Capitol Dome’s $60 million restoration long overdue

October 22, 2013
Courtesy of the Architect of the Capitol.
Courtesy of the Architect of the Capitol.

The  U.S. Capitol Dome is about to undergo a two-year, $60 million restoration project that, much like the one at the Washington Monument, will cover the iconic structure with scaffolding.

The cast-iron dome, constructed 150 years ago — and championed by then-Sen. Jefferson Davis (D-Miss.) until he went off to run the Confederacy — has not had a complete renovation since 1960, according to the Architect of the Capitol, and age and weather have caused more than 1,000 cracks and other “deficiencies.”

The architect’s office is constantly working at restoration of the Capitol. They’re now doing an extraordinary restoration of the murals on the first floor of the Senate side of the Capitol, tediously retouching the walls to restore them to their original 19th century design.

“A lot of the work on this project will be done at night so as not to interfere with the work of Congress,” architect office spokesman Justin Kieffer told us. (These days, of course, polls are indicating it might be just as well to go ahead and work on the dome during the day.)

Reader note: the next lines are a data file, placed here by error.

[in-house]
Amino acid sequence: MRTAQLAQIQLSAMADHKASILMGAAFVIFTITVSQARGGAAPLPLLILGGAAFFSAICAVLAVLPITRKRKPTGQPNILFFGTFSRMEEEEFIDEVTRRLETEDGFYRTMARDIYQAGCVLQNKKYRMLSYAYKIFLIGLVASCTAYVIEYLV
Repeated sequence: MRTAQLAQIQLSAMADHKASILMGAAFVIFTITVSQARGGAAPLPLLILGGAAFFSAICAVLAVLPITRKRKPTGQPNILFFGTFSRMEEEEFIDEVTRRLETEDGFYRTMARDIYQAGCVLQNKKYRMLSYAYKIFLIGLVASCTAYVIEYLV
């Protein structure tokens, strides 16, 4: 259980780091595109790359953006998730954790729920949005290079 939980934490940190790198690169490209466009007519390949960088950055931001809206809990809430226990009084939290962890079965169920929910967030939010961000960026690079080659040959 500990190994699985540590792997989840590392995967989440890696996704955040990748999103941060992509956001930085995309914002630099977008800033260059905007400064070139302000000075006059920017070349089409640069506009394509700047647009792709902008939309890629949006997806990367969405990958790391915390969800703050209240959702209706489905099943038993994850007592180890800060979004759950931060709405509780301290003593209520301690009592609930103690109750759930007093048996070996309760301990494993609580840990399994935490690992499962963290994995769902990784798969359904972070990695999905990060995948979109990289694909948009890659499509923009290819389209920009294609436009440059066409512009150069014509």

“A white canopy system in the shape of a donut” is going to be installed to protect the public, the architect’s office announced. That would allow the center of the Rotunda to be visible during the restoration project.

The project “is long overdue,” said our former colleague Guy Gugliotta, author of Freedom’s Cap, the story of the building of the dome in the shadow of the impending Civil War.

“There’s been a lot of water under the eaves” since a storm in the 1990s caused water to leak down onto the rotunda floor, he said. A lot of lawmakers were most upset by that and a 1998 study laid out what needed to be done. But a lot more damage and many more cracks — not to mention bird poop —  accumulated in the meantime until Congress agreed to move on it.

And it’s going to be a very difficult project, because cast iron doesn’t weld. “It melts,” Gugliotta noted, so “they’re going to have to use low-tech methods, like drilling the cracks and filling them with metal plugs, and to master those techniques before they begin. Failure is not an option. This is the U.S. Capitol.”

Al Kamen, an award-winning columnist on the national staff of The Washington Post, created the “In the Loop” column in 1993.
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Emily Heil · October 22, 2013